Easter in Italy is one of the most heartfelt Christian holidays that commemorates the resurrection of Jesus, the son of God, three days after his death.
Easter celebrations vary from region to region but are united by the desire to celebrate and spend the day with the family. In this article we will delve into the origins and main traditions of Easter in Italy.
The history and origins of Easter
The word Passover comes from the Hebrew pesah which means to pass over.
The origins of Passover date back to Jewish times, when the festival was known as the Feast of Unleavened Bread, which commemorated the exodus of the Jews from Egypt. Later, Easter was adopted by Christians as a celebration of the resurrection of Jesus Christ.
With Christianity, however, Easter has taken on another meaning: that of passage from death to life for Jesus and for Christians freed from sin by his sacrifice.
The most important celebrations and traditions of the Italian Easter
In Italy, the Easter celebrations already begin on Good Friday, when processions are set up through the streets of the cities, with the representation of the Via Crucis. Good Friday represents the passion and crucifixion of Jesus Christ for the redemption of mankind.
Holy Saturday, on the other hand, is a day of silence, recollection and prayer, awaiting the announcement of the Resurrection which will take place in the solemn Easter vigil.
Easter Sunday is a day of celebration, Lent is broken and the resurrection of Jesus Christ is celebrated.
→ If you are in Rome you cannot miss a visit to the Vatican, St. Peter's Basilica and the Sistine Chapel.
Easter culinary traditions are very important in Italy, and vary from region to region. In some areas, such as Emilia-Romagna and Umbria, Easter eggs are prepared (hard-boiled eggs decorated with food coloring). In other regions, such as Puglia and Sicily, Easter sweets are prepared, such as the Neapolitan pastiera and the Sicilian cassata.
With our Destination Eataly tour you can taste all the Easter specialties of Italy and discover the main points of interest in Rome.
The most important traditions of Italian Easter
Gift of chocolate eggs
At Easter it is customary to give chocolate eggs as gifts. In reality, real eggs with colored shells were originally given as gifts to symbolize rebirth.
Easter Monday, also known as Easter Monday, is a day of celebration that is usually spent outdoors (weather permitting) with relatives or friends. Trips, outings, picnics on the grass and barbecues are among the favorite outdoor activities during Easter Monday.
The most curious Easter traditions in the world
Easter is a festival particularly felt in other places in the world. Let’s see some of the most curious and particular.
In Germany, tradition has it that on the day of the celebration only green foods are eaten. The most characteristic dish is the soup with seven herbs that contains watercress, dandelion, parsley, chives, green leek and spinach. Also symbolizing the arrival of spring.
In France, it is traditional to prepare a giant omelette that can reach 1000 courses. This custom, was handed down by the legend according to which Napoleon, ate omelets so good as to order for the next day a gigantic omelet for all his army.
In Romania, the most heartfelt tradition is "the battle of eggs". The game consists in challenging each other with hard-boiled eggs, hitting each other: the egg with the hardest shell wins. The loser will have to eat all the eggs that are broken.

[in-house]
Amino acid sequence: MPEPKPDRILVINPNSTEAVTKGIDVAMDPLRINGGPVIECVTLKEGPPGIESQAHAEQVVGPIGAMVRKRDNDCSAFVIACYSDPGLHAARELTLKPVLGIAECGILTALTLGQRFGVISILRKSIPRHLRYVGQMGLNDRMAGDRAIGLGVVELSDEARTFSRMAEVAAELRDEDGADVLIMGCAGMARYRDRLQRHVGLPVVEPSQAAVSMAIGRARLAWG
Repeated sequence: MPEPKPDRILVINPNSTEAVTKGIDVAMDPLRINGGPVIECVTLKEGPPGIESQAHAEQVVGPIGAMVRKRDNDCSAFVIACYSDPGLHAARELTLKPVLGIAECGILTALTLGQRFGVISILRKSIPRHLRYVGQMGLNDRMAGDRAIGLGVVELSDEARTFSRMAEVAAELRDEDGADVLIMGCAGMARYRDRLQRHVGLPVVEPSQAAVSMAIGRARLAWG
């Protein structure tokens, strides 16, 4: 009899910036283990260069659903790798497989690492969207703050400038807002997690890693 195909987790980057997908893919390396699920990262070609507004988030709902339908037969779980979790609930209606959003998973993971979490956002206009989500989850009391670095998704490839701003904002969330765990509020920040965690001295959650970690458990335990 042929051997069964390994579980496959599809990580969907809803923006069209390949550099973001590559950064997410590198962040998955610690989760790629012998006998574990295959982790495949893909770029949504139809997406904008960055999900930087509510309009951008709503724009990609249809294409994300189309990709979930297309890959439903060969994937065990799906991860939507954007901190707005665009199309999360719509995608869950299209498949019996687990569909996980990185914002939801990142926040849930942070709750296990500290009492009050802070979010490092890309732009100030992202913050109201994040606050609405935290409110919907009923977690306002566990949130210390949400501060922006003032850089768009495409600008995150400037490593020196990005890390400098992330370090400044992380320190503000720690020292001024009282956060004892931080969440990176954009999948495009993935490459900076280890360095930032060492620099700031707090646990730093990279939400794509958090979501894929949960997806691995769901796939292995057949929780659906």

In Finland, an old popular belief is that on the Saturday before Easter, the people light large bonfires to drive away the evil spirits that roam undisturbed during Easter days.
In Mexico, one of the most religious countries in the world sees on the day of Holy Thursday make the tour of the seven churches to confess their sins. On Saturday the Burning of Judas is staged, setting fire to a cardboard figure.
In England, instead, there is the Maundy Money, that is a special coinage that is donated to the needy and the poor during the religious ceremony.
Where to spend Easter in Italy
In Italy there are many characteristic places to spend Easter, each with its own local traditions and customs.
Here are some of the most interesting places:
- Rome - The Eternal City celebrates Easter with the Pope's Mass in St. Peter's Square and the evocative Good Friday procession that crosses the Colosseum.
- Florence - The Tuscan city offers the traditional "Explosion of the Cart", a procession that carries a cart pulled by oxen through the historic center of the city, up to the Piazza del Duomo, where the cart is lit by fireworks.
- Sorrento - In this coastal city of Campania, Easter is celebrated with the procession of the Dead Christ, which crosses the streets of the historic centre, followed by mass in the church of Sant'Antonino.
- Chieti - The Abruzzo city is famous for Holy Week, with processions of city brotherhoods in traditional clothes and the evocative Good Friday procession, accompanied by the Miserere, sung by 160 choristers and composed in 1740 by Saverio Selecchy.
- Trapani - In this Sicilian city, Easter is celebrated with the procession of the Mysteries, a series of statues representing the passion of Christ, which are carried on shoulders in procession through the streets of the city.
- Taormina - In this Sicilian city, Easter is celebrated with the procession of the Madonna Vasa-Vasa, which crosses the streets of the historic centre, followed by mass in the church of San Giuseppe.